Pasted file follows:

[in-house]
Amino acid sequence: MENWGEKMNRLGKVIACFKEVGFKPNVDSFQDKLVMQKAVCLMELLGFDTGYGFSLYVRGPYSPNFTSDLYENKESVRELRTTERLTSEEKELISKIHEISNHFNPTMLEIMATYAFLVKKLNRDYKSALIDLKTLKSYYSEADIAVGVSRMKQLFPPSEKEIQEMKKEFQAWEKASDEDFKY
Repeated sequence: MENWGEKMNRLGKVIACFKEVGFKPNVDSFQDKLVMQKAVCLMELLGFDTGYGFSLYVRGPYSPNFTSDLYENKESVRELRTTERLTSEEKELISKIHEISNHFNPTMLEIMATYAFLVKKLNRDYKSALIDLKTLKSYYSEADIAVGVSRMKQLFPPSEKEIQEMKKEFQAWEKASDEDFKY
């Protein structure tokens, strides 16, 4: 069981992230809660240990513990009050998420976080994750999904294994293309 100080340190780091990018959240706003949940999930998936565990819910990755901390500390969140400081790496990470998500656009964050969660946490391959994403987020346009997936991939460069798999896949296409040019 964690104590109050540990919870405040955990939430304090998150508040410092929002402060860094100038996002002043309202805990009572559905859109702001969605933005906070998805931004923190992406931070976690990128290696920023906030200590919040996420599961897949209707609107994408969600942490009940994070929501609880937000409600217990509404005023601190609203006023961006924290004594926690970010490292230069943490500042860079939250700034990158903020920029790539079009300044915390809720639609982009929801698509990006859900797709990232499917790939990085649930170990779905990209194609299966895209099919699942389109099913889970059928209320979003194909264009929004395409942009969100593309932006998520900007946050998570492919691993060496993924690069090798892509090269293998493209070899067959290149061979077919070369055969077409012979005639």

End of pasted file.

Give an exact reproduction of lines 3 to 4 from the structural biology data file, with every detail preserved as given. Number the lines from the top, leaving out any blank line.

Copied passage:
Repeated sequence: MENWGEKMNRLGKVIACFKEVGFKPNVDSFQDKLVMQKAVCLMELLGFDTGYGFSLYVRGPYSPNFTSDLYENKESVRELRTTERLTSEEKELISKIHEISNHFNPTMLEIMATYAFLVKKLNRDYKSALIDLKTLKSYYSEADIAVGVSRMKQLFPPSEKEIQEMKKEFQAWEKASDEDFKY
């Protein structure tokens, strides 16, 4: 069981992230809660240990513990009050998420976080994750999904294994293309 100080340190780091990018959240706003949940999930998936565990819910990755901390500390969140400081790496990470998500656009964050969660946490391959994403987020346009997936991939460069798999896949296409040019 964690104590109050540990919870405040955990939430304090998150508040410092929002402060860094100038996002002043309202805990009572559905859109702001969605933005906070998805931004923190992406931070976690990128290696920023906030200590919040996420599961897949209707609107994408969600942490009940994070929501609880937000409600217990509404005023601190609203006023961006924290004594926690970010490292230069943490500042860079939250700034990158903020920029790539079009300044915390809720639609982009929801698509990006859900797709990232499917790939990085649930170990779905990209194609299966895209099919699942389109099913889970059928209320979003194909264009929004395409942009969100593309932006998520900007946050998570492919691993060496993924690069090798892509090269293998493209070899067959290149061979077919070369055969077409012979005639």